The family of homicide victim Clarence McGregor described him Thursday as a tae kwon do black belt with a soft spot for animals. When he was 10, his mother said, he rescued a flock of ducks that had run into the middle of the street and ended up adopting one as a pet. When he was about 12, she said, he scored first place in a national tae kwon do tournament in Florida and took home a trophy taller than he was.
“He had a heart for animals,” said McGregor’s mother, Robin McGregor. “My son loved people, and he was very protective of those he loved.”
McGregor, 25, of Dorchester, was shot to death early Monday morning on Rosewood Street in Mattapan, along with his friend Teasia Montgomery, 28, of Medford. Just six hours earlier, Montgomery’s former boyfriend Julien Printemps, 22, of Charlestown, was shot to death in Ashmont.
Police said the shootings, along with a fourth — of Trevain Keene, 22, of Boston, who was shot to death in Dorchester Friday — are probably related gang killings.
McGregor was convicted on a gun charge in 2006, according to authorities. But Robin McGregor said that her son was not in a gang, that he was simply with a friend in the wrong place at the wrong time.
McGregor’s mother said that he had graduated from West Roxbury High School in 2006 and briefly attended Bunker Hill Community College. He went to school for appliance repair, she said.
“He wanted to be a lot of things,” said Robin McGregor. “He liked working with computers. He wanted to be a policeman. He wanted to work with young kids. . . . He wanted to be a barber.”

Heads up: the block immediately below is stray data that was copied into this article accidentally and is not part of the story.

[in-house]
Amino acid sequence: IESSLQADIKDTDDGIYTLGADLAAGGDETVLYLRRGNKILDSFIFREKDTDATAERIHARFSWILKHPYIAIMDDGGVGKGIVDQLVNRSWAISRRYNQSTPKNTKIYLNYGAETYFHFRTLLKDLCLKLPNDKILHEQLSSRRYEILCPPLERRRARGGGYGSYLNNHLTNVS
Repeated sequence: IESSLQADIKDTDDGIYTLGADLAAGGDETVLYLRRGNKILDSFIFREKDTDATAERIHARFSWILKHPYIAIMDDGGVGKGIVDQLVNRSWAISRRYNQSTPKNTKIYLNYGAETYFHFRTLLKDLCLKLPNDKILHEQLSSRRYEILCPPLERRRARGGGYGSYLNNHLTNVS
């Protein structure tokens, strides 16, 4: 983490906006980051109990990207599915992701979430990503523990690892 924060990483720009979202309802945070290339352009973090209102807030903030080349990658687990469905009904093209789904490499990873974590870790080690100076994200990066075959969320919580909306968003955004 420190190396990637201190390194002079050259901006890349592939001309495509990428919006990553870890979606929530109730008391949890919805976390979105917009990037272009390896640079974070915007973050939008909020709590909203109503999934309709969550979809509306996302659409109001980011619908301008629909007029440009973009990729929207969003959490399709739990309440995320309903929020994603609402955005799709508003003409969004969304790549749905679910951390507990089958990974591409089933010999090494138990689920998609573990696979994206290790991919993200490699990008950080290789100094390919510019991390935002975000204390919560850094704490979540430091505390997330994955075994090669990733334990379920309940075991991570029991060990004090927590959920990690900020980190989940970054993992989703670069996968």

McGregor came from a big family, said his mother. He had four brothers and two sisters, one his twin, with whom he was very close.
Montgomery’s mother declined to speak about her daughter.
A family friend, Joanne Sims of West Medford, said she knew Montgomery as a little girl and as a young adult.
“I can tell you Teasia was a sweet girl,” said Sims, who said that the last time that she saw Montgomery she was trying to get her life together.
“She wanted to make something of herself,” Sims said. “She wanted to do something, be something.”
Montgomery was convicted in 2009 of perjury in Suffolk Superior Court, and in Dorchester District Court she was convicted on charges of possession with intent to distribute a Class B substance, according to authorities and court records. At the time of her death, she had an open case on drug charges.
Police have not made arrests in any of the four related killings, which brought the number of homicides in Boston to nine this year.
Mayor Martin J. Walsh and Police Commissioner William Evans have called for an end to gang violence, and police officials met Wednesday with clergy to discuss ways to get guns off the street.